EUR 75 m loan for two supported projects (‘Steelanol’ and ‘Torero’), worth EUR 215m in total, which are set to reduce up to 350,000 tonnes of CO2 emissions[i] per year in the first phase.
CO2-reduction equivalent to greenhouse gas emissions of a quarter of a million passenger vehicles being driven for one year.[ii]
EIB investment supported by InnovFin Energy Demonstration Projects and financed under Horizon 2020 and the NER 300 funding programme of the European Commission.
The European Investment Bank (EIB), with the support of the European Commission, has granted a EUR 75m loan to ArcelorMittal[iii] for the construction of two ground-breaking projects at ArcelorMittal Ghent, Belgium, to considerably reduce carbon emissions by converting waste and by-products into valuable new products, helping to develop low-carbon steelmaking technologies, in line with the EU’s climate objectives.
Details of the projects include:
Steelanol: a EUR 165m industrial-scale demonstration plant that will capture waste gases[iv] from the blast furnace and biologically convert them into recycled-carbonethanol, the first commercial product of ArcelorMittal’s Carbalyst® family of recycled carbon chemicals. The ethanol produced can be blended for use as a liquid fuel. The technology was developed by LanzaTech, with whom ArcelorMittal has entered a long-term partnership, together with Primetals and E4tech.
Once complete, the plant is expected to produce up to 80 million litres of recycled-carbon ethanol a year. The new installation will create up to 500 construction jobs over the next two years and 20 to 30 new permanent direct jobs. The project is expected to be completed in 2022.
Torero: a EUR 50m large-scale demonstration plant to convert waste wood into bio-coal, partially replacing the coal currently injected into the blast furnace.
In the early stage, the Torero plant will be able to convert up to 60,000 tonnes of waste wood into around 40,000 tonnes of bio-coal every year. This volume will be doubled in a second stage of the project, after the start of the first Torero reactor. The new installation will create around 70 external jobs and will create around ten new permanent direct jobs for the operation of this installation. The plant, which is being developed in partnership with Torr-Coal, Renewi, Joanneum Research Centre, Graz University and Chalmers Technical University, is expected to be operational by the end of 2022.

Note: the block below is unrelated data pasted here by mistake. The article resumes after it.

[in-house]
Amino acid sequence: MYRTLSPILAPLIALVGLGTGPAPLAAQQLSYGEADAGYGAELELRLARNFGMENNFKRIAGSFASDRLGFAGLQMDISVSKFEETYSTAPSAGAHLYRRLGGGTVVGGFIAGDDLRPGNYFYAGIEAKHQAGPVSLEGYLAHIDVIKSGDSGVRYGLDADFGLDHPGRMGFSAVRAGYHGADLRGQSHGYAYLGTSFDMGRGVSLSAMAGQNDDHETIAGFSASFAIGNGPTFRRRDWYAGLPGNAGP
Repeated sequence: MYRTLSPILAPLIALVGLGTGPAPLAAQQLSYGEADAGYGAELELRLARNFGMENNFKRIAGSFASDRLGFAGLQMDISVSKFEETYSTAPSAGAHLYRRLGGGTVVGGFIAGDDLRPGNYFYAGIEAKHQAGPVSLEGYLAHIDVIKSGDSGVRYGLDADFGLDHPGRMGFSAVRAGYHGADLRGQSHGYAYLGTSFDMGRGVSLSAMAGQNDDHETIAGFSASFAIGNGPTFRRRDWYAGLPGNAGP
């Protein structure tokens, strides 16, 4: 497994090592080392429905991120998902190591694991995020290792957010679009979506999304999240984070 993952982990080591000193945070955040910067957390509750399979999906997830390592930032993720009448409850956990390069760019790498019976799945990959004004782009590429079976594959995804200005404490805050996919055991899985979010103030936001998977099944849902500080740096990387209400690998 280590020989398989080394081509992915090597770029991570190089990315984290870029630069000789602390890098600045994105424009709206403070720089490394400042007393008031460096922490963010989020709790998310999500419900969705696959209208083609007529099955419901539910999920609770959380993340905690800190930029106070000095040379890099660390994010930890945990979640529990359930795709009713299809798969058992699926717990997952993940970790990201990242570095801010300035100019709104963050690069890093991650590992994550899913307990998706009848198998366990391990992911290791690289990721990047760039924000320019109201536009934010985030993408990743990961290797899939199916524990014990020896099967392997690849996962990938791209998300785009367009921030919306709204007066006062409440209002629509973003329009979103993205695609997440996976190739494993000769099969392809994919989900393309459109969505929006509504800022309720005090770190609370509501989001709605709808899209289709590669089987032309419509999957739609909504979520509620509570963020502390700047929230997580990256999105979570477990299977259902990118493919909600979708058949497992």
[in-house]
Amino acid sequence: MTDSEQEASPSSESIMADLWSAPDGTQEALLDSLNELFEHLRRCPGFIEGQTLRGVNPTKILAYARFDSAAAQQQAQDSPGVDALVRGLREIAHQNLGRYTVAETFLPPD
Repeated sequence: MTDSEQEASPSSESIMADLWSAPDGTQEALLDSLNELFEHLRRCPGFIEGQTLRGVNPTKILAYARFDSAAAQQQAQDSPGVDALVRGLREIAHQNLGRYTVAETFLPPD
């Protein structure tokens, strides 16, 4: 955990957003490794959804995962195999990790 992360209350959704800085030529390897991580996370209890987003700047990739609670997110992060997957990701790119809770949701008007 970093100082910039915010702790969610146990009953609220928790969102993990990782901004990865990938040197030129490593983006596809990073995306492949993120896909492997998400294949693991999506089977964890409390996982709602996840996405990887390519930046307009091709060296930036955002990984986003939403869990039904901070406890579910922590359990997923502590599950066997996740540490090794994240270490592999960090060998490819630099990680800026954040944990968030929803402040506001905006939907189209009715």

EIB Vice-President Ambroise Fayolle said: “Even in the current difficult times, Europe keeps its ambitious climate targets and the EIB, the EU climate bank, is committed to continuing to be a key partner. In particular in the steel industry, it means finding new ways to power machines and processes that are essential for reducing carbon emissions. Thanks to a strong partnership with the European Commission, the EIB is very pleased to support the Steelanol and Torero projects in their efforts to work on more climate friendly and competitive processes.”
Mariya Gabriel, European Commissioner for Innovation, Research, Culture, Education and Youth, said:“This EU backed loan will enable us to demonstrate that European steelmaking plants can be competitive while reducing carbon emissions and help us attain our climate goals. More than this, if we invest in European research, education and innovation we can demonstrate the global leadership that can secure and strengthen these industries and the people and communities they support for future generations.”
Geert Van Poelvoorde, CEO ArcelorMittal Europe – Flat Products said: “To date we have committed more than €250 million to developing and testing technology that will help make steelmaking carbon neutral, leveraging our R&D facilities around the world. These two projects are our first large-scale implementations of new breakthrough solutions, as part of our commitment to reduce carbon emissions and transform steel production. With the EIB and European Commission’s support, we can scale up technologies and transition steel to carbon neutrality, and thereby play a significant role in helping Europe achieve its green ambitions.”